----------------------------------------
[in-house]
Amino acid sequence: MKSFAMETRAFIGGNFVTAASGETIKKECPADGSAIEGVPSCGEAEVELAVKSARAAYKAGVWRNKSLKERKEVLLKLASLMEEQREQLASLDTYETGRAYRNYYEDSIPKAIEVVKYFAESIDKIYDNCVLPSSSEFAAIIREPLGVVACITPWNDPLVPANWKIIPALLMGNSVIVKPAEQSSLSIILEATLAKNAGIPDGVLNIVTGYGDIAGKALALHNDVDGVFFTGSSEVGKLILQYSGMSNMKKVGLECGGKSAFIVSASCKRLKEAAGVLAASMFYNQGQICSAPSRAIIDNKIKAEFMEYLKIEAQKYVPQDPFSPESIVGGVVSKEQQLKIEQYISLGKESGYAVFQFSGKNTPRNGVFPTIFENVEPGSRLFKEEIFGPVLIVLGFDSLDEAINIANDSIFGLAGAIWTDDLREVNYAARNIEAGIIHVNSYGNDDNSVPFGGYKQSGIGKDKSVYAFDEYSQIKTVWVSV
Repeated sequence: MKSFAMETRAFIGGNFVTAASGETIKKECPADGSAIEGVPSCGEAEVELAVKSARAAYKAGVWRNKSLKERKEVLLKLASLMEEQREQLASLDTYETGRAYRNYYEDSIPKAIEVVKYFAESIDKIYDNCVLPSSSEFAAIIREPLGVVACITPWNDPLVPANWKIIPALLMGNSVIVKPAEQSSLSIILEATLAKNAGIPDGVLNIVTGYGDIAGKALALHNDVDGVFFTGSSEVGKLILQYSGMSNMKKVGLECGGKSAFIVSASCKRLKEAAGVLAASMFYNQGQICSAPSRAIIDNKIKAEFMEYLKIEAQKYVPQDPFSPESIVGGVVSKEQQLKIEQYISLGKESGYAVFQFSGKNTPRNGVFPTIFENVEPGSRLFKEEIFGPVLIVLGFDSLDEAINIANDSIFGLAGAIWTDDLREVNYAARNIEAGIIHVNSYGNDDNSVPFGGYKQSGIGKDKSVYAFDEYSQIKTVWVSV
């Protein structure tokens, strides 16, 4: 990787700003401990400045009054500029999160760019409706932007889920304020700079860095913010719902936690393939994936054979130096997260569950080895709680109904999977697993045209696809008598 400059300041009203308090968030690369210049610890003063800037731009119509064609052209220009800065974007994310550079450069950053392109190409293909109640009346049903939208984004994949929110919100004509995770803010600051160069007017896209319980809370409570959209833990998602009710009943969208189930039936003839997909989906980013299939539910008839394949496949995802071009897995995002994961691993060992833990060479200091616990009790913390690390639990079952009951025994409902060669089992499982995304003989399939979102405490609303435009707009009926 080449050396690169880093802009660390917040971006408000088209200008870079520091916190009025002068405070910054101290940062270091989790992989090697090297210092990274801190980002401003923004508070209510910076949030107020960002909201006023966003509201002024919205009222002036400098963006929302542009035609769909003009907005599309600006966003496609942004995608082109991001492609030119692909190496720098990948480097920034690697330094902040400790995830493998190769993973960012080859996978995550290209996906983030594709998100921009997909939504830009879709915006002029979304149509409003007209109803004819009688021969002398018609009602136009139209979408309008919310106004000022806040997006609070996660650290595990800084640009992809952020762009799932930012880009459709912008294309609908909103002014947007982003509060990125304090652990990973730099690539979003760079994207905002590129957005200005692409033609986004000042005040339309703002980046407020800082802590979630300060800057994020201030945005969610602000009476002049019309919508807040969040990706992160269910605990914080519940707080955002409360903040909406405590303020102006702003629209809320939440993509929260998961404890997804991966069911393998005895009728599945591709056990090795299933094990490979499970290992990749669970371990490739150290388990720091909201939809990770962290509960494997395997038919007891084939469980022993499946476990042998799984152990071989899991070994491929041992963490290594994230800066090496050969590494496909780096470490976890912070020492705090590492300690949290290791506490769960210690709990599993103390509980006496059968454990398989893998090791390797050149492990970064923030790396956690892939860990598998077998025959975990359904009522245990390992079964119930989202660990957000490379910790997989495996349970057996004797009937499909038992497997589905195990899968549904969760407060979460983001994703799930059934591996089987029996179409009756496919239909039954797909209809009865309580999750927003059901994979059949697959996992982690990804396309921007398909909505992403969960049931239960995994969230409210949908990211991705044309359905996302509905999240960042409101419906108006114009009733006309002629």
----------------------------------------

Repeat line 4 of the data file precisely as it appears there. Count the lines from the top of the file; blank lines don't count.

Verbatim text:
């Protein structure tokens, strides 16, 4: 990787700003401990400045009054500029999160760019409706932007889920304020700079860095913010719902936690393939994936054979130096997260569950080895709680109904999977697993045209696809008598 400059300041009203308090968030690369210049610890003063800037731009119509064609052209220009800065974007994310550079450069950053392109190409293909109640009346049903939208984004994949929110919100004509995770803010600051160069007017896209319980809370409570959209833990998602009710009943969208189930039936003839997909989906980013299939539910008839394949496949995802071009897995995002994961691993060992833990060479200091616990009790913390690390639990079952009951025994409902060669089992499982995304003989399939979102405490609303435009707009009926 080449050396690169880093802009660390917040971006408000088209200008870079520091916190009025002068405070910054101290940062270091989790992989090697090297210092990274801190980002401003923004508070209510910076949030107020960002909201006023966003509201002024919205009222002036400098963006929302542009035609769909003009907005599309600006966003496609942004995608082109991001492609030119692909190496720098990948480097920034690697330094902040400790995830493998190769993973960012080859996978995550290209996906983030594709998100921009997909939504830009879709915006002029979304149509409003007209109803004819009688021969002398018609009602136009139209979408309008919310106004000022806040997006609070996660650290595990800084640009992809952020762009799932930012880009459709912008294309609908909103002014947007982003509060990125304090652990990973730099690539979003760079994207905002590129957005200005692409033609986004000042005040339309703002980046407020800082802590979630300060800057994020201030945005969610602000009476002049019309919508807040969040990706992160269910605990914080519940707080955002409360903040909406405590303020102006702003629209809320939440993509929260998961404890997804991966069911393998005895009728599945591709056990090795299933094990490979499970290992990749669970371990490739150290388990720091909201939809990770962290509960494997395997038919007891084939469980022993499946476990042998799984152990071989899991070994491929041992963490290594994230800066090496050969590494496909780096470490976890912070020492705090590492300690949290290791506490769960210690709990599993103390509980006496059968454990398989893998090791390797050149492990970064923030790396956690892939860990598998077998025959975990359904009522245990390992079964119930989202660990957000490379910790997989495996349970057996004797009937499909038992497997589905195990899968549904969760407060979460983001994703799930059934591996089987029996179409009756496919239909039954797909209809009865309580999750927003059901994979059949697959996992982690990804396309921007398909909505992403969960049931239960995994969230409210949908990211991705044309359905996302509905999240960042409101419906108006114009009733006309002629």